There have been many changes to the software over the years as the product’s developers have made efforts to make the application simpler to operate, and worked to help users easily comprehend threats. This has been mostly effective, as the software now shows where and how it is protecting your device.

The paid version of AVG providers greater defence against downloads, data encryption, and a built-in firewall. However, the paid tier at £54.99 is a tad on the expensive side.

This product can be downloaded here.

4. Bitdefender Antivirus Free Edition

Bitdefender logo on smartphone

There’s no denying that Bitdefender Antivirus Free Edition lacks some of the more powerful features of the company’s paid offering, such as a password locker and advanced ransomware recovery features. But this doesn’t detract from the fact that it’s a powerful anti-malware option that has a proven track record at detecting even some of the more exotic malware strains around, and is mercifully free of advertisements.

Bitdefender Antivirus Free Edition also comes with the company’s Photon cloud-based scan system, which is designed to adapt the intensity at which it uses resources to match a device’s capabilities. This could prove extremely useful if one is seeking a powerful tool for removing malware, but don’t want to sacrifice too much performance.

This free version works on computers running Windows 7 to Windows 11. There is also an app for computers running MacOS (this requires at least macOS 10), as well as apps for Android phones and tablets.

This product can be downloaded here.

5. Microsoft Defender

Microsoft logo on smartphone

Now the default anti-virus and anti-malware product for all box-fresh Windows machines, Microsoft Defender has come on leaps and bounds since the Windows Defender and Microsoft Security Essentials (MSE) days of Windows 7. Microsoft’s built-in anti-virus product has previously been seen as a decently serviceable default option, but middling performance has always given third-party manufacturers opportunities on which to capitalise in the anti-virus market. It has always been the protection you use until you can get something more powerful - the Microsoft Edge of anti-malware, if you will.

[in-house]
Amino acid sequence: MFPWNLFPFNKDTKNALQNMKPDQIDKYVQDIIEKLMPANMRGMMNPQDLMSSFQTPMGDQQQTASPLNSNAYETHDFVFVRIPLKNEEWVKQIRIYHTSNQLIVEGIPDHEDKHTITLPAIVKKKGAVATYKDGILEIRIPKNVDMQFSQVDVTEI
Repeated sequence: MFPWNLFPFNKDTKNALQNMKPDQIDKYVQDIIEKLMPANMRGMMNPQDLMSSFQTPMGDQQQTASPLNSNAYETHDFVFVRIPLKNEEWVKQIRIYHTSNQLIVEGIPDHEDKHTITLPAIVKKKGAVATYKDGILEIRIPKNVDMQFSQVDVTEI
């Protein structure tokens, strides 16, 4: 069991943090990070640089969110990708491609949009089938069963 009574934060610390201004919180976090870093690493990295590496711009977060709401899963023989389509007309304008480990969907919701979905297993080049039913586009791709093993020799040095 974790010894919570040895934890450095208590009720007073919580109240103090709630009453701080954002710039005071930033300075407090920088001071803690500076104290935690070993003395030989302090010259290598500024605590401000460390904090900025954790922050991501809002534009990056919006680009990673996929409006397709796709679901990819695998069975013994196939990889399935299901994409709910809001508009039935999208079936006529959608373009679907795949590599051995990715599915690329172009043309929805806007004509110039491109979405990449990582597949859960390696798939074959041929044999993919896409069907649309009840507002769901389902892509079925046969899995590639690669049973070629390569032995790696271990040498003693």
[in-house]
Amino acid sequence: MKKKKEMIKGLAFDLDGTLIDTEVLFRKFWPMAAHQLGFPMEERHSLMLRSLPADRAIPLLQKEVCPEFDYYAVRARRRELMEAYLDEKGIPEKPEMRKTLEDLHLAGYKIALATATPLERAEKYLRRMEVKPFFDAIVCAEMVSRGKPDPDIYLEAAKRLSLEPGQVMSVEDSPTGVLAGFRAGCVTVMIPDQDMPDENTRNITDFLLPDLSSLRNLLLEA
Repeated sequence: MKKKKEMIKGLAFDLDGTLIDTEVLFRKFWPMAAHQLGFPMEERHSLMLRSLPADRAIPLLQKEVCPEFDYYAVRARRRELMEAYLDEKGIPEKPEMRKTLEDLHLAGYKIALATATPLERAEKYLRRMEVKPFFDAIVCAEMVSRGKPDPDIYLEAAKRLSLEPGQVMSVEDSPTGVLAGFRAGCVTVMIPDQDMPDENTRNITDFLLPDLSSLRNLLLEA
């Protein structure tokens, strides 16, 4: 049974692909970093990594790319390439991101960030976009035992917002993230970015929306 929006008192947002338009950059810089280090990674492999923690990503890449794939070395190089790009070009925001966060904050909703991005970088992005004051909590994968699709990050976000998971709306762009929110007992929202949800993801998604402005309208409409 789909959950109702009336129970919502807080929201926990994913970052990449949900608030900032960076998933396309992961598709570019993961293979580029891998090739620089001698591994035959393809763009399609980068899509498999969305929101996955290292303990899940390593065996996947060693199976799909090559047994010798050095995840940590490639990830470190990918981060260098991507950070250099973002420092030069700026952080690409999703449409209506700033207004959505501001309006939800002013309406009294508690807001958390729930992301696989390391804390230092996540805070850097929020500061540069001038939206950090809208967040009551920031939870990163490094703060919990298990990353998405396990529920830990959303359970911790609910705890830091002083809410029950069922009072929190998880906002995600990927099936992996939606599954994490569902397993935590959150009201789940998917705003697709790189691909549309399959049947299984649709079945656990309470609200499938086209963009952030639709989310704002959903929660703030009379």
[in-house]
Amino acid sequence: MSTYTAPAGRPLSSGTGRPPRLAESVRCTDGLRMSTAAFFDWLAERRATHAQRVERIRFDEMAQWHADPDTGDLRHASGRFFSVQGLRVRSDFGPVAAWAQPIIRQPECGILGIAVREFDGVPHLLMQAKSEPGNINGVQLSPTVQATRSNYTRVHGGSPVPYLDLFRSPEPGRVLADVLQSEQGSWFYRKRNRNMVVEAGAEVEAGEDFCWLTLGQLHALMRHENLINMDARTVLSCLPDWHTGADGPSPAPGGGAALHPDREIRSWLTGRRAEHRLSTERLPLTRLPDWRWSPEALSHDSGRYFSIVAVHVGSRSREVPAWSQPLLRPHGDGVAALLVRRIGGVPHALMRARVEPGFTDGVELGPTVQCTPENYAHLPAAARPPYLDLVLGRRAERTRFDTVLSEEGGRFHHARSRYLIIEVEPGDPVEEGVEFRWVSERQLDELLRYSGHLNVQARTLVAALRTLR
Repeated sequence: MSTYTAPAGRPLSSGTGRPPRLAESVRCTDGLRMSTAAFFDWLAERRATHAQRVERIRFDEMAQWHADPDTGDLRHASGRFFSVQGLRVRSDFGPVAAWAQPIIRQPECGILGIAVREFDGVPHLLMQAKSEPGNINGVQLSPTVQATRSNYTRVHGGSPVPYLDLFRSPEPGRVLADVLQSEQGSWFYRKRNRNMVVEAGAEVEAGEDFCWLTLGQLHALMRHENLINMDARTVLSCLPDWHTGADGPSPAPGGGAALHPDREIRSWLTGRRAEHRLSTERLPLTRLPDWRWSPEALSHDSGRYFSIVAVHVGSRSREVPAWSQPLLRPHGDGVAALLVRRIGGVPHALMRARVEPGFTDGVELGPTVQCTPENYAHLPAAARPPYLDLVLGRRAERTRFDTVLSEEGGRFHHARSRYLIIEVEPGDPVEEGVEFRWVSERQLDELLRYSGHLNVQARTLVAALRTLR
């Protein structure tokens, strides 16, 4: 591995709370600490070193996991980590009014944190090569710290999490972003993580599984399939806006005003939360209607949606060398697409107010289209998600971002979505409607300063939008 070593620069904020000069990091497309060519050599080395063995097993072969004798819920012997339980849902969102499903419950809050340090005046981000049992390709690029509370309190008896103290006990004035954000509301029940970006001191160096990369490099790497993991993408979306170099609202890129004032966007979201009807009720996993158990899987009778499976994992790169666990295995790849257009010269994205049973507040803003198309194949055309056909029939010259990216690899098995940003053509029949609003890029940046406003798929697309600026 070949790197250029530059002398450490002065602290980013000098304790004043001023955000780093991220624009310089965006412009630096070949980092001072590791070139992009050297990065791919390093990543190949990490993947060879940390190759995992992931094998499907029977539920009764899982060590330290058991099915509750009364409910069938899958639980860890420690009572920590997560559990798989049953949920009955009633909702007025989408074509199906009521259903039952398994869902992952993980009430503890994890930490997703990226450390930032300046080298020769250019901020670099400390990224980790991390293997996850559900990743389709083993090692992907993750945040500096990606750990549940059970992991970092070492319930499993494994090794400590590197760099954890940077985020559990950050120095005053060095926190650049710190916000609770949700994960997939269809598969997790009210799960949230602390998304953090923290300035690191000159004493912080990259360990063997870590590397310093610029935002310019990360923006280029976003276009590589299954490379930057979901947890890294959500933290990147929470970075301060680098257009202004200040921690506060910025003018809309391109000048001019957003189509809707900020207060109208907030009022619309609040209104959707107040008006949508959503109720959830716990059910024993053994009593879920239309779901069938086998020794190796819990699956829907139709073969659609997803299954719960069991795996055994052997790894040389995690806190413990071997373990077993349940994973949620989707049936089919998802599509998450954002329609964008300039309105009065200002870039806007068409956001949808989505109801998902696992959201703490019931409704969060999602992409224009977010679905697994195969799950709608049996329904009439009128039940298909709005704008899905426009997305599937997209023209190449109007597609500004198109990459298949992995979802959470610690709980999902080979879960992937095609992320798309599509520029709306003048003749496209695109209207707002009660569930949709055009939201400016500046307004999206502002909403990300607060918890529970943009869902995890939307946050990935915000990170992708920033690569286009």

It’s only in the past few years that Microsoft Defender - its current name - has been viewed as a serious protector in the cyber security space. Perhaps only let down by an unwelcoming user interface (UI), Microsoft Defender offers highly accurate, comprehensive protection from cyber security threats from the moment you first power-on your device.

Windows Defender version 4.18 performed impressively in AV-test rankings, scoring a 100% detection rate for widespread and prevalent malware discovered in the last four weeks (as of December 2022). What’s more, it’s absolutely free to use, everyone who runs a Windows PC has it, and it’s automatically updated regularly to combat against new and emerging threats.

Microsoft Defender comes pre-installed on Windows 10 and Windows 11, and you can download MSRT here.

Read our full Microsoft Defender review for more information.

6. Panda Free Antivirus

Panda Anti virus software on mobile

Available to download here.

As a cloud-based anti-malware software, Panda Free Antivirus could be perfect for those seeking a less resource-intensive fix. Unlike some of the other solutions, which can take up an unwelcome amount of memory during scans (and even passively in the system tray), Panda leverages most of the work on its servers. This frees one up to perform intensive tasks while scans are performed, without either competing for memory or storage allocation.

Panda Free Antivirus can also operate as a virtual private network (VPN) and is capable of file encryption, password management, and system recovery in the case of catastrophically-compromised devices that won’t even boot.

Connor Jones

Connor Jones has been at the forefront of global cyber security news coverage for the past few years, breaking developments on major stories such as LockBit’s ransomware attack on Royal Mail International, and many others. He has also made sporadic appearances on the ITPro Podcast discussing topics from home desk setups all the way to hacking systems using prosthetic limbs. He has a master’s degree in Magazine Journalism from the University of Sheffield, and has previously written for the likes of Red Bull Esports and UNILAD tech during his career that started in 2015.